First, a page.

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Image of Special Presentation ticket uploaded to the photos section: ‘Half a Sixpence’ 17th April 1968, seat number P 25 which was on the fourth row of the Centre Circle.
I have not found the actual photo (it was in a desk drawer at the Haymarket long after the death of Doug Parkin) but I have found a link to – presumably – the same image :–
Photo uploaded which must have been taken soon after closure in 1969 as the sign is intact on the front of house.
Thompsons' owned and operated two of my local cinemas (Darlington was within my catchment but the Regent closed when I was a small boy), namely Shildon Hippodrome (once a GB house) and the very ‘posh’ Durham Palladium. They owned their own ice cream company, ‘Erimus’ (the factory was close to the new Thompsons' cinema, Middlesbrough Majestic on Longlands Road) and I preferred it to the ‘Eldorado’ brand sold at the Essoldos in Shildon and Bishop Auckland……….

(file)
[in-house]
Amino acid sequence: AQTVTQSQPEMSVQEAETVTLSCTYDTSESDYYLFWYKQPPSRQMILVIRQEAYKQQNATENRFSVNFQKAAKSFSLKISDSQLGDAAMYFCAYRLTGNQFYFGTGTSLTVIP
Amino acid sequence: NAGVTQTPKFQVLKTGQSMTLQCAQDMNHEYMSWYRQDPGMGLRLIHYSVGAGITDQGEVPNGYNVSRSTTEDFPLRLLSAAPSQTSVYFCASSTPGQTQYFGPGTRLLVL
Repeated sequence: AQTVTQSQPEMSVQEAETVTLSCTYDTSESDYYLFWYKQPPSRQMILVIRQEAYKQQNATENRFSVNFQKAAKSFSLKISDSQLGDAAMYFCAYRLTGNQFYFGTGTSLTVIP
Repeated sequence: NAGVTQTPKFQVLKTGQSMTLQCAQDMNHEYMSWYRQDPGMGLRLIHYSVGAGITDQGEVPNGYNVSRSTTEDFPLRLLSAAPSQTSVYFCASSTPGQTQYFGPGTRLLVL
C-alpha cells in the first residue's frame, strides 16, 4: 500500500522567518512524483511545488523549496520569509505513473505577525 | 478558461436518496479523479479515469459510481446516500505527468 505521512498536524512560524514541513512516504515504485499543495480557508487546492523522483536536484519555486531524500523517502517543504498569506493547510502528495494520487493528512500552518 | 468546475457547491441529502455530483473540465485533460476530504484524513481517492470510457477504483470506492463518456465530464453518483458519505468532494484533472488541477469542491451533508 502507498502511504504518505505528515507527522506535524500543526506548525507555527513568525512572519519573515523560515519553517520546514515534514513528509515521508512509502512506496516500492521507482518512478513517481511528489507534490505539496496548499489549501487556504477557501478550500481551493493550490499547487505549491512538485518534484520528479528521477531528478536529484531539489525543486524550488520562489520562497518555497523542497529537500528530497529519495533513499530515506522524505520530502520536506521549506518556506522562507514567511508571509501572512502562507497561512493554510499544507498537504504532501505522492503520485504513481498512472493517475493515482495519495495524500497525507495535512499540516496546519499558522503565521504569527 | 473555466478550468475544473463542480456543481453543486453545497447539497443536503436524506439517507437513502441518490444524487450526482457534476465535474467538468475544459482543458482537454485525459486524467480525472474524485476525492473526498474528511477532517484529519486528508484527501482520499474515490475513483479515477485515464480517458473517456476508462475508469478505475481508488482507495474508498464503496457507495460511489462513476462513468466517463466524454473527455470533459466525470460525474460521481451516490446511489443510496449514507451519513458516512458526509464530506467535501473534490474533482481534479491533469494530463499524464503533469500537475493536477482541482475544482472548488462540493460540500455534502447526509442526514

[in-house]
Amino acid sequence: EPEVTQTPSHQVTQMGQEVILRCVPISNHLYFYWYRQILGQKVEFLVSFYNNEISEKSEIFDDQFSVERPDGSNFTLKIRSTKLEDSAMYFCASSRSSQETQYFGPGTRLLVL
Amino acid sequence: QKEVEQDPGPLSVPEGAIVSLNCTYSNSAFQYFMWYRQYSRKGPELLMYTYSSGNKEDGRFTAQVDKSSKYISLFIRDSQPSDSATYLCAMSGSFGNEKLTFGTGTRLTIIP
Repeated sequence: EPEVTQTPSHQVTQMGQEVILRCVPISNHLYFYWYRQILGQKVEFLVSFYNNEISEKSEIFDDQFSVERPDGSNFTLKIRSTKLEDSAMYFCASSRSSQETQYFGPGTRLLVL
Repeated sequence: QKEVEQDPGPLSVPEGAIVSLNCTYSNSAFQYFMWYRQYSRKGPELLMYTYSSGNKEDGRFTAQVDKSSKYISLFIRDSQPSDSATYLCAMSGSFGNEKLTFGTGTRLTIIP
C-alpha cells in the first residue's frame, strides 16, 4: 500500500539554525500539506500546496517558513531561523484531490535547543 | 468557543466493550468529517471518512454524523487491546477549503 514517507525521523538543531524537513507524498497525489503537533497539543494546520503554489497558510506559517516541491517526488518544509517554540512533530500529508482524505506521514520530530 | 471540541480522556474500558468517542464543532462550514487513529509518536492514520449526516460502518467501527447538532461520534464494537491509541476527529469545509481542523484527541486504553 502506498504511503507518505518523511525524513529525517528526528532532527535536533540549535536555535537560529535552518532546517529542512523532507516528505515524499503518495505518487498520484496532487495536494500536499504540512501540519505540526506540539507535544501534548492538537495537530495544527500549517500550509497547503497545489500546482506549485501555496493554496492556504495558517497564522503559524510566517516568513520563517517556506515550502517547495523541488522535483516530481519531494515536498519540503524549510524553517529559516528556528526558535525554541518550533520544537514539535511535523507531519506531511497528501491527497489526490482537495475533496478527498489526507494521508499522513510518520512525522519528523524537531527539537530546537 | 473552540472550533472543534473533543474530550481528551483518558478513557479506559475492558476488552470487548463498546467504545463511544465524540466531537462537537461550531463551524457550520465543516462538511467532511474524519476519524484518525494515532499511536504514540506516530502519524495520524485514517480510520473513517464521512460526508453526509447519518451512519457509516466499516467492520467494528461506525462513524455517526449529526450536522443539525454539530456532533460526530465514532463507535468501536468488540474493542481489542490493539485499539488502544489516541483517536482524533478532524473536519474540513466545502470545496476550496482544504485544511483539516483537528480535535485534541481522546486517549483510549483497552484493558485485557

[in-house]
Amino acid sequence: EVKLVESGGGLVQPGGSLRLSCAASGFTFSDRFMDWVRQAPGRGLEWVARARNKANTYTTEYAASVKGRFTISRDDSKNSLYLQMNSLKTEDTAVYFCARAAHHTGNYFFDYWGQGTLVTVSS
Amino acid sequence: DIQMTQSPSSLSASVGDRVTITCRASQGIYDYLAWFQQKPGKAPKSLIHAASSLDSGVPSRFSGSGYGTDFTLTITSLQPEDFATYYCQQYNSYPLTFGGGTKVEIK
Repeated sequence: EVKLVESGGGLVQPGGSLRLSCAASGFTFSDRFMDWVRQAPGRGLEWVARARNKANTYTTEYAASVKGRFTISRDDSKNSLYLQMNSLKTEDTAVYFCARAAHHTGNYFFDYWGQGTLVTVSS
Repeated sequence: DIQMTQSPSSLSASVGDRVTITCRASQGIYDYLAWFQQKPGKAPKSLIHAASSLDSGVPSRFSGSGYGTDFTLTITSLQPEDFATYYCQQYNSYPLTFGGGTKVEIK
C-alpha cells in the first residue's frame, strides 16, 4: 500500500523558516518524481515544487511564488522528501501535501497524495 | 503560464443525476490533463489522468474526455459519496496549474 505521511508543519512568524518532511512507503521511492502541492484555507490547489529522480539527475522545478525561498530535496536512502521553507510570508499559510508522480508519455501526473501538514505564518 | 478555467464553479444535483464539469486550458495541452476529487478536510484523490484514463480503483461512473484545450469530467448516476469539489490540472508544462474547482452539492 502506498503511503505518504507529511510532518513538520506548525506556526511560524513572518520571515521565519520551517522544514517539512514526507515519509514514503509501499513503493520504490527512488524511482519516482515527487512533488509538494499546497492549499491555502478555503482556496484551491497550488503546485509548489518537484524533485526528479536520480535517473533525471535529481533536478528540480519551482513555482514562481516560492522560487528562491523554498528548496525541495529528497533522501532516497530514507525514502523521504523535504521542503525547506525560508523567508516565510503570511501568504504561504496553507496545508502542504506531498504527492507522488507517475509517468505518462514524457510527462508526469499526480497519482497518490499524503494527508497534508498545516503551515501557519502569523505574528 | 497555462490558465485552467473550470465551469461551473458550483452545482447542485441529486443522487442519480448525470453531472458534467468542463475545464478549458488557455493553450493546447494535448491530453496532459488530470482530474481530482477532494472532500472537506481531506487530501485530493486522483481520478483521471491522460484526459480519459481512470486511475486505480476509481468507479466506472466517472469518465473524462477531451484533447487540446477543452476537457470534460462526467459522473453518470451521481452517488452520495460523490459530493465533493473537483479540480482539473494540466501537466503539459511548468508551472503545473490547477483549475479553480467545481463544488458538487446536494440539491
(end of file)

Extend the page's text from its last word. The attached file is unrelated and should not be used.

The ‘block’ design signage which once comprised the name ‘Essoldo’ (and briefly ‘Classic’) was taken down by ABC when they acquired the building at an exorbitant cost in 1974 – it was said that this was financed by their sale of the huge ABC Stockton.
The standard ABC ‘lozenges’ replaced the old sign whilst the blocks were stored in the intake room (of all places) for a long time until , one day, some ABC ‘bright spark’ said “You know what? These blocks , seven of them, could be adapted to read A B C 1 & 2 – with EMI occupying the lowest block!”
Brilliant! More money wasted by that company who could have worked that one out in the first place……